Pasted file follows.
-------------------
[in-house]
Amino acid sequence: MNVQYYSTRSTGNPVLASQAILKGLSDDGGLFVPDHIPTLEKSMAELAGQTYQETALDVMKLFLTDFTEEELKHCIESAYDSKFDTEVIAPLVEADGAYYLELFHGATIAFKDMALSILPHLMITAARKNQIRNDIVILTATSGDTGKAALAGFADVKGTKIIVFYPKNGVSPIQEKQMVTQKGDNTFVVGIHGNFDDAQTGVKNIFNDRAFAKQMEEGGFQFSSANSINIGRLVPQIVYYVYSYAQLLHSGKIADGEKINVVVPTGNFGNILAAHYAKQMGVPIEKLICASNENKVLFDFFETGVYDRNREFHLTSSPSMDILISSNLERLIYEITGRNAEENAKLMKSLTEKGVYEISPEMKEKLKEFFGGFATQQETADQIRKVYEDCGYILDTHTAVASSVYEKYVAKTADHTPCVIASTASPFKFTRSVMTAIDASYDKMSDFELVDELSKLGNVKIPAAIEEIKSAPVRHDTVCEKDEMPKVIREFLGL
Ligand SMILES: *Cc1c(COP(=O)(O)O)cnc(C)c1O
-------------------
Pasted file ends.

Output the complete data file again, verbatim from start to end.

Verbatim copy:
[in-house]
Amino acid sequence: MNVQYYSTRSTGNPVLASQAILKGLSDDGGLFVPDHIPTLEKSMAELAGQTYQETALDVMKLFLTDFTEEELKHCIESAYDSKFDTEVIAPLVEADGAYYLELFHGATIAFKDMALSILPHLMITAARKNQIRNDIVILTATSGDTGKAALAGFADVKGTKIIVFYPKNGVSPIQEKQMVTQKGDNTFVVGIHGNFDDAQTGVKNIFNDRAFAKQMEEGGFQFSSANSINIGRLVPQIVYYVYSYAQLLHSGKIADGEKINVVVPTGNFGNILAAHYAKQMGVPIEKLICASNENKVLFDFFETGVYDRNREFHLTSSPSMDILISSNLERLIYEITGRNAEENAKLMKSLTEKGVYEISPEMKEKLKEFFGGFATQQETADQIRKVYEDCGYILDTHTAVASSVYEKYVAKTADHTPCVIASTASPFKFTRSVMTAIDASYDKMSDFELVDELSKLGNVKIPAAIEEIKSAPVRHDTVCEKDEMPKVIREFLGL
Ligand SMILES: *Cc1c(COP(=O)(O)O)cnc(C)c1O